A few years ago I had the opportunity to visit the Holy Land, whilst there I discovered a new interpretation of the Christmas story which made a real impression on me and how I approach the time of advent.
In a small corner in a Church courtyard in the small town of Taybeh you’ll find a door. Inscribed over the top is ‘House of Parables’ and as you enter through the door you are transported back. Back to another time which for most of us is filled with mystery, inspiration and wonder. The tools on the wall, straw on the floor and layout of the house is so far from our own culture, our own lives and work. It draws you in and you can’t leave unchanged.
This house is filled top to bottom with tools and resources to help access stories and parables from the bible including the lost coin, the tale of the sower and sorting the wheat from the chaff. This third Century building, though ‘not very old for Palestine,’ gave an insight into a past I could only imagine as a child, and access to a world almost identical to that of Jesus and his disciples. Guided by one of the resident Sisters of the Rosary and a keen local, we discovered many parables in their country of origin – as if we were learning them for the first time!
The one that stuck with me the most was the Sister’s description of the Nativity:
‘How long have you been in the Holy Land now?’ the Sister asked.
‘Two weeks’ I replied.
‘So you must have experienced Palestinian hospitality by now, you must recognise the western interpretation of the Nativity is wrong?!’ she returned.
I stood there frozen, shocked even. What did she mean I had understood the story wrong?
Slowly she pieced it together for me. You see, Palestinian hospitality is God’s Kingdom on Earth. They welcome you in with no hesitation, and provide coffee, tea, prunes, whatever they may have, no matter how little they may have, whatever time of day or however much of a surprise it may be. And so the Sister continued, ‘you see, with this culture of hospitality, no one, especially a pregnant lady, would have been turned away because there was no room at the inn.’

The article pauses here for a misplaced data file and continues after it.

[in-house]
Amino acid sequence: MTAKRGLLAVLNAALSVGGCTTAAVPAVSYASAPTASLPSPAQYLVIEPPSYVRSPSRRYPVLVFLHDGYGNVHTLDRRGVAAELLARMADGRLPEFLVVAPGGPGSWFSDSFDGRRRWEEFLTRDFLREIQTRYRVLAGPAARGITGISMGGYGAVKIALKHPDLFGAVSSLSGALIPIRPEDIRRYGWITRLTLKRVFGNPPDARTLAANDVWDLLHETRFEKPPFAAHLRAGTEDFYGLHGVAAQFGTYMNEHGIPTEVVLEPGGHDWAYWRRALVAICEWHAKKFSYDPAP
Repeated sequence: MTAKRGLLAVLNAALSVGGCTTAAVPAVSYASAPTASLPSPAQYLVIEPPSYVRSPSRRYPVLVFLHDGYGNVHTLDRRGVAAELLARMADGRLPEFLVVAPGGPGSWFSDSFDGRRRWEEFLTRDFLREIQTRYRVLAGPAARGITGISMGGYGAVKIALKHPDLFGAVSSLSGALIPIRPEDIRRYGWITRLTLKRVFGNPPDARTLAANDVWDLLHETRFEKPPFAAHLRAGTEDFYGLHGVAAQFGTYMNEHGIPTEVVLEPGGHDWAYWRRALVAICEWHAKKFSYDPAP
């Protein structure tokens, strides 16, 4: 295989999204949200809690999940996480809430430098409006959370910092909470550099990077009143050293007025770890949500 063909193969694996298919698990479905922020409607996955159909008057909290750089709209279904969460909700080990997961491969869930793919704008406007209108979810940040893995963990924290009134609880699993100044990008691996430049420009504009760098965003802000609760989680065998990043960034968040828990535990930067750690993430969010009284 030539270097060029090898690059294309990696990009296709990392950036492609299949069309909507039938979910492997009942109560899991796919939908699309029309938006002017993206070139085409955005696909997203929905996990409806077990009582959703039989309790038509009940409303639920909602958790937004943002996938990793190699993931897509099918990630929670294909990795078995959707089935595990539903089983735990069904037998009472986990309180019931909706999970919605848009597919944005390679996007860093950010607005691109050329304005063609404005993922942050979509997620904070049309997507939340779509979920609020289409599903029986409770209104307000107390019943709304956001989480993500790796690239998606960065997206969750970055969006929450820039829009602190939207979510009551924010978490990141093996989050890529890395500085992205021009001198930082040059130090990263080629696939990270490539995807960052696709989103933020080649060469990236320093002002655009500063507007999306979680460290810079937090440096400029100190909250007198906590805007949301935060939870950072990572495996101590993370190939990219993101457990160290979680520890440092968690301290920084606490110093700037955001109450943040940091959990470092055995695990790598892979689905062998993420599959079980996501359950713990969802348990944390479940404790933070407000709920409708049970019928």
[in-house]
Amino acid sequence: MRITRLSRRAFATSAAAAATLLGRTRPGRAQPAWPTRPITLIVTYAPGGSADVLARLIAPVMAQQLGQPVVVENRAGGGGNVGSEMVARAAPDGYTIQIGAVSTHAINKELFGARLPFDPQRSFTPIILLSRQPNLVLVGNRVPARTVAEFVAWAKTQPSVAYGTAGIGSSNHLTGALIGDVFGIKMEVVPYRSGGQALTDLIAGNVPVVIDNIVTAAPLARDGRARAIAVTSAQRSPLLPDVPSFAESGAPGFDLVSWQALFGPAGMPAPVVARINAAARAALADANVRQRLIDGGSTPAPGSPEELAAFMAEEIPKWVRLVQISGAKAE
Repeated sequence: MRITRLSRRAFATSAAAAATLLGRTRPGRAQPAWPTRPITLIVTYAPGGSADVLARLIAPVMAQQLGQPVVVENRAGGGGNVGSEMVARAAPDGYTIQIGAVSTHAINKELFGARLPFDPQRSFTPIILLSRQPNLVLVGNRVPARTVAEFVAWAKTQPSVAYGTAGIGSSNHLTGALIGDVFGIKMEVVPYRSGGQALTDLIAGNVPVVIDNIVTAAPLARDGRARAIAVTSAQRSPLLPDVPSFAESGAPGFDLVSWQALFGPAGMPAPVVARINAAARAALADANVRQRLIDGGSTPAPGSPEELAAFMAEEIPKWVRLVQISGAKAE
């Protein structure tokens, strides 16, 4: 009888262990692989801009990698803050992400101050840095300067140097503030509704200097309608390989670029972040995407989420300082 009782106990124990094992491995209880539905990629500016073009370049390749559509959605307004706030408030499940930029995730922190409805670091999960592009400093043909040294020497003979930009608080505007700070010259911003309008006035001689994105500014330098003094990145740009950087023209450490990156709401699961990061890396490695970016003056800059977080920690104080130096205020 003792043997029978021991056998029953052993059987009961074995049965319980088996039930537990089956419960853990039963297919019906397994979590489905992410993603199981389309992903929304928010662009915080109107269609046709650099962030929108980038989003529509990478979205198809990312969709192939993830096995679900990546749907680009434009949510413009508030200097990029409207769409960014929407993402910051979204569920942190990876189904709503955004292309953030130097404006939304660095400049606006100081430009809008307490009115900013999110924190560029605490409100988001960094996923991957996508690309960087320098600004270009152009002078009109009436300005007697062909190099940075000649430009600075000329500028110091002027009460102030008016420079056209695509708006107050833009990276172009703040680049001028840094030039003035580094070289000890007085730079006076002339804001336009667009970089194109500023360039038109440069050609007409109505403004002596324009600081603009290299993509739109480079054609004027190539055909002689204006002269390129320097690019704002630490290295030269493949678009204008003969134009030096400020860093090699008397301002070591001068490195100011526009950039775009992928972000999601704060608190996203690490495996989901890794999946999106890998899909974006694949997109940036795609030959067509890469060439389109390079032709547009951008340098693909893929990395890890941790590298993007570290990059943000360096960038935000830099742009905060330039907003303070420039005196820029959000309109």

And so with one simple encounter, one change of perspective, my world was turned upside down. The traditional story, nativity, of a nasty inn keeper and poor vulnerable Mary and Joseph just couldn’t ring true with this experience.
You see, in this home, as with many at that time, the sleeping, eating and cooking area was the same small square area in the house. When the census was called these rooms would have been loud, tight and accessed via a tight flight of stairs, quite unsuitable for a heavily pregnant Mary. Indeed, the Sister urged that we must look to the stable as a place of generosity, rather than the last option left. Often located under the building, the stable would have been easy to access, warm, quiet and calm; the perfect environment to welcome a child into the world.
In that moment, and even today, I wonder at this perspective, so Mary was not turned away out of spite, but care. I can only imagine someone running along to each house looking for somewhere with space, with a warm welcoming stable, the best place to give birth away from the chaos and noise. I can now only picture the family/inn/person who welcomed the Holy Family as clear examples of what Paul was writing about in Hebrews 13:2 when he said ‘Do not neglect to show hospitality to strangers, for thereby some have entertained angels unawares.’
This Christmas, I hope to embody this interpretation of the Nativity and the Palestinian hospitality I was so generously given. To welcome the stranger, to provide them with warmth, even if that’s only a smile, a cup of tea or coffee, or a pair of gloves.
We pray that advent opens our hearts and fills them with compassion for the stranger, for the asylum seeker, refugee and those in need. That our homes, places of work, charity and country become places of sanctuary, of welcome and hospitality and that we may notice the angel, and God’s presence in each and every person this may bring to our door.